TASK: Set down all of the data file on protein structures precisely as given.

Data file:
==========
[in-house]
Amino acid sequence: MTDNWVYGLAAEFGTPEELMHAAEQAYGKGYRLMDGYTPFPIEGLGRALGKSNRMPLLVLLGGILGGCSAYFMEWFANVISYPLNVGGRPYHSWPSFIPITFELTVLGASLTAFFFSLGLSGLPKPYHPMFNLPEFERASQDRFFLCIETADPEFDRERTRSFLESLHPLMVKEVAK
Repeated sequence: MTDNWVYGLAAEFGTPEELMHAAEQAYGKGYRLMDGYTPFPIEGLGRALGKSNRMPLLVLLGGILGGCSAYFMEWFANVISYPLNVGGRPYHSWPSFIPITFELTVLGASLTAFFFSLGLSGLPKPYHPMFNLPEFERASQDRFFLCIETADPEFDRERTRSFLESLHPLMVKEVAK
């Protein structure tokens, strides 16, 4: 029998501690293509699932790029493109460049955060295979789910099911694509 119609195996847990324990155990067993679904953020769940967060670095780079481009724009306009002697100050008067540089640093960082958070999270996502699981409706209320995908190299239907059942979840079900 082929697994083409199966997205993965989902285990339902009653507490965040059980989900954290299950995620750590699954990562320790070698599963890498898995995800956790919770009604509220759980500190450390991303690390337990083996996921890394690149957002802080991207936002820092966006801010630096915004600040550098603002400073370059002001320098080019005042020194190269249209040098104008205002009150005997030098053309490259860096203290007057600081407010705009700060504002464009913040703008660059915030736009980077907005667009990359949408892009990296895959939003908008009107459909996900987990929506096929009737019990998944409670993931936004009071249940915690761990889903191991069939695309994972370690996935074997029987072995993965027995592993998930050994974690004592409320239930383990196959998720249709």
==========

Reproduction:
[in-house]
Amino acid sequence: MTDNWVYGLAAEFGTPEELMHAAEQAYGKGYRLMDGYTPFPIEGLGRALGKSNRMPLLVLLGGILGGCSAYFMEWFANVISYPLNVGGRPYHSWPSFIPITFELTVLGASLTAFFFSLGLSGLPKPYHPMFNLPEFERASQDRFFLCIETADPEFDRERTRSFLESLHPLMVKEVAK
Repeated sequence: MTDNWVYGLAAEFGTPEELMHAAEQAYGKGYRLMDGYTPFPIEGLGRALGKSNRMPLLVLLGGILGGCSAYFMEWFANVISYPLNVGGRPYHSWPSFIPITFELTVLGASLTAFFFSLGLSGLPKPYHPMFNLPEFERASQDRFFLCIETADPEFDRERTRSFLESLHPLMVKEVAK
């Protein structure tokens, strides 16, 4: 029998501690293509699932790029493109460049955060295979789910099911694509 119609195996847990324990155990067993679904953020769940967060670095780079481009724009306009002697100050008067540089640093960082958070999270996502699981409706209320995908190299239907059942979840079900 082929697994083409199966997205993965989902285990339902009653507490965040059980989900954290299950995620750590699954990562320790070698599963890498898995995800956790919770009604509220759980500190450390991303690390337990083996996921890394690149957002802080991207936002820092966006801010630096915004600040550098603002400073370059002001320098080019005042020194190269249209040098104008205002009150005997030098053309490259860096203290007057600081407010705009700060504002464009913040703008660059915030736009980077907005667009990359949408892009990296895959939003908008009107459909996900987990929506096929009737019990998944409670993931936004009071249940915690761990889903191991069939695309994972370690996935074997029987072995993965027995592993998930050994974690004592409320239930383990196959998720249709």